Seriously, aren't there quick grunt-like posts you can do on Twitter? Schedule all your links to post automagically. Scan titles and headlines, hit a "like" and you're done. Finito. And in real time. That was easy!
Except for they are your breadcrumbs, your digital legacy, your chance to shape a conversation (even when you feel it's just with yourself), your gift to the world (even when that world is only a handful people who barely have time to read, not comment).
Providing a frame of reference, composing thoughts in an open forum like a blog, publishing a point of view, are more than merely a way to develop a personal channel for getting the word out on what matters in your world.
Stand for something and work on backing it up over time.
Why bother at all with blogs
They are an opportunity to shape a conversation about topics that matter right now -- whatever we call this moment, whether the age of conversation, or real time something, or collaboration, the path to useful is a path to usefulness.
Sticking with topics also allows you to explore ideas and develop new thinking. In most cases it goes beyond that. A blog helps you keep track of what you said about how something would develop. And that is incredibly useful to understand how you got to where you are today.
Among early blogs were tools for note taking to document and remember things, whether for sharing or not, for example travel journals.
The search box at this blog is mostly inadequate in helping you find what is most useful to you among the topics I've covered in the archives. I find it hard to retrieve links to posts I know I have written! That will be one of the first features to change over the summer.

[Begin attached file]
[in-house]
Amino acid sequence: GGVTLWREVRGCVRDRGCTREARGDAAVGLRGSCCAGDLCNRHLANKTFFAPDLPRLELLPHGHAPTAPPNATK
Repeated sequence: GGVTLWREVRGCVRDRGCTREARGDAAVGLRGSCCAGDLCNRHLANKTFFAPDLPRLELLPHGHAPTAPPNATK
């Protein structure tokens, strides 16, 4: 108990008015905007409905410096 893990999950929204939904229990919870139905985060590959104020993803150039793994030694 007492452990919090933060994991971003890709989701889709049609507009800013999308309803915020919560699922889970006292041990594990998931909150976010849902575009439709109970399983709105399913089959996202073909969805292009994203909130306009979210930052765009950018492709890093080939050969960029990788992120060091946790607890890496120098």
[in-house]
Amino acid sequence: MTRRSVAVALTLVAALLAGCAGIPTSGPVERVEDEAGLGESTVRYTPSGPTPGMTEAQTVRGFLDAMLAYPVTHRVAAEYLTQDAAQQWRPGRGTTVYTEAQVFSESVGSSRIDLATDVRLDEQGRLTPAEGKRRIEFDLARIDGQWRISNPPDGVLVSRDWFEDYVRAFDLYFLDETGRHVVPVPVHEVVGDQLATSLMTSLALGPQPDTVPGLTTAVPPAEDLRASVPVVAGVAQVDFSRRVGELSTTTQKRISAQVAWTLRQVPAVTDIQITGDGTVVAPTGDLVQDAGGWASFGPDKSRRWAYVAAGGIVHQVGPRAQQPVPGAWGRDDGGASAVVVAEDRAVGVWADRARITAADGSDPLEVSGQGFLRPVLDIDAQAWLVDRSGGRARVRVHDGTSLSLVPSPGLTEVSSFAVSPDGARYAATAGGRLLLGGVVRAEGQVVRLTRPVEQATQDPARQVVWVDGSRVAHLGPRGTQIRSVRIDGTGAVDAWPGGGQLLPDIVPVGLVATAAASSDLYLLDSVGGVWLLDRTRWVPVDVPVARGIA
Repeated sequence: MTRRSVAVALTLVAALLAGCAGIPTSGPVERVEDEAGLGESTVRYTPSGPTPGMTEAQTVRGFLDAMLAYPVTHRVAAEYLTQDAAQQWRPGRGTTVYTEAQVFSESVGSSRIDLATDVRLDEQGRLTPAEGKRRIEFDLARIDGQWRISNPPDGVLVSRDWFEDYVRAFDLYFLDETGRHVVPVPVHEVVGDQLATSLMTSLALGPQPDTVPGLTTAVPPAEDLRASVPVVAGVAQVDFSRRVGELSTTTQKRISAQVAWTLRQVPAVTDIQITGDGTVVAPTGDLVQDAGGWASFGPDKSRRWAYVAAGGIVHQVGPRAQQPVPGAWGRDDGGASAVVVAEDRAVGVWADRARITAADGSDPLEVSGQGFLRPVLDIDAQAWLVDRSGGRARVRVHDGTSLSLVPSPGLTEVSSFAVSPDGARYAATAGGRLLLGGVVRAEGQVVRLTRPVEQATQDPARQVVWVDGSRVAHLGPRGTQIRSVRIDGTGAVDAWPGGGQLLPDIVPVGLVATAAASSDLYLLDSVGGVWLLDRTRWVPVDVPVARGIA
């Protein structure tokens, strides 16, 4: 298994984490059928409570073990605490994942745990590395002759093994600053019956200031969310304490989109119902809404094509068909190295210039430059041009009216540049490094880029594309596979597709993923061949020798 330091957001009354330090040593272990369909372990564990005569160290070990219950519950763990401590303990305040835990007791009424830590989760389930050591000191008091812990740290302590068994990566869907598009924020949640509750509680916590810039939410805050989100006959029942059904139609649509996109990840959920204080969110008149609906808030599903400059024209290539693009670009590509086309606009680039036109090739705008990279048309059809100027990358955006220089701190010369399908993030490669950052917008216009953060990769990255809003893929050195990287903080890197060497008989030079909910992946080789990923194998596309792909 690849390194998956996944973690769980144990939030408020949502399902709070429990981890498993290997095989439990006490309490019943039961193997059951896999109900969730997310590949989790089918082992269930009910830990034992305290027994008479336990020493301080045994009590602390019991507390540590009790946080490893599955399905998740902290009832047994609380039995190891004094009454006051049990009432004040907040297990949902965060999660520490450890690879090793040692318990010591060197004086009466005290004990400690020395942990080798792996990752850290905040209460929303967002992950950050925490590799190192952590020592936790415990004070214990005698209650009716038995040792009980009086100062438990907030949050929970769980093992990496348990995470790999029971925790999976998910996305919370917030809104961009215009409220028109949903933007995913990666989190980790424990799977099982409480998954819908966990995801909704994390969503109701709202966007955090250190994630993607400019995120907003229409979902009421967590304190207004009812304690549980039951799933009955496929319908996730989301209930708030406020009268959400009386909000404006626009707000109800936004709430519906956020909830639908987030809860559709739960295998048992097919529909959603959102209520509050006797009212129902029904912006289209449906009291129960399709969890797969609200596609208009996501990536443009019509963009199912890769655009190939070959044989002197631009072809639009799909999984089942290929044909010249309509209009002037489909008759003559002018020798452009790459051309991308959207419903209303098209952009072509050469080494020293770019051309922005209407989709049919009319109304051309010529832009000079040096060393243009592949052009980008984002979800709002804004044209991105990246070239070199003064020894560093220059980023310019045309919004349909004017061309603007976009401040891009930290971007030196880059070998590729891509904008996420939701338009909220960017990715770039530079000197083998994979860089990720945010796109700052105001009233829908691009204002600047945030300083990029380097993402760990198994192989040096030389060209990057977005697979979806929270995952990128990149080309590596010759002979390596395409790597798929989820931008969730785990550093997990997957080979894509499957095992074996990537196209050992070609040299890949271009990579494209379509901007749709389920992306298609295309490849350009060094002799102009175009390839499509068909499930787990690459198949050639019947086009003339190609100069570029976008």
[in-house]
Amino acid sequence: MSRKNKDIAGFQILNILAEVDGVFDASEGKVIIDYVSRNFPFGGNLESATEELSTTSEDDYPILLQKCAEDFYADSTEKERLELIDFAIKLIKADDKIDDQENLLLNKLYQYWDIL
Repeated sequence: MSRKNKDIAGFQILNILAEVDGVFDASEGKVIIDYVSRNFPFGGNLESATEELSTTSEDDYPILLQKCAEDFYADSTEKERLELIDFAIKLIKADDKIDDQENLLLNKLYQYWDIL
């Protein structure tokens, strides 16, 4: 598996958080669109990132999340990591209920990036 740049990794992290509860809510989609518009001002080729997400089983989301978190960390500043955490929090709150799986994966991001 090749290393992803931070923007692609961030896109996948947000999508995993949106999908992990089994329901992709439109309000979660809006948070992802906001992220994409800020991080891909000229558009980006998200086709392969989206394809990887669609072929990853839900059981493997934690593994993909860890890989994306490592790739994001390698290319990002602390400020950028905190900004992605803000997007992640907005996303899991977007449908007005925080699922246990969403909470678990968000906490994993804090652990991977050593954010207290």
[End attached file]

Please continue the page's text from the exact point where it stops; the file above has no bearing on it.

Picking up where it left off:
At 2,178 posts and approximately 2.5 million words, the archives of this blog are filled with tips, lessons learned, and execution ideas born out of experience and peer discussions. Topics amply covered years before the volumes of books on social business started hitting all networks.
I created landing pages to help organize earlier content and worked on summarizing and reframing curated versions of series of posts to illuminate the connections. For example, is this a good time for listening?
While I believe that RSS Feeds are still a major way to publish and pull content, I'll be working on organizing the existing content for better findability. To overcome the limitations of the current tools using creativity and data -- to prove and disprove theses. As I wrote in a recent update on filters, discovery is both about people and content.
And it's the relationships and connections that make content work.
So the question to ask is not why on earth would you still bother with blogging?
The question to ask now is where do we go from here?
Valeria is an experienced listener. She is also frequent speaker at conferences and companies on a variety of topics. To book her for a speaking engagement click here.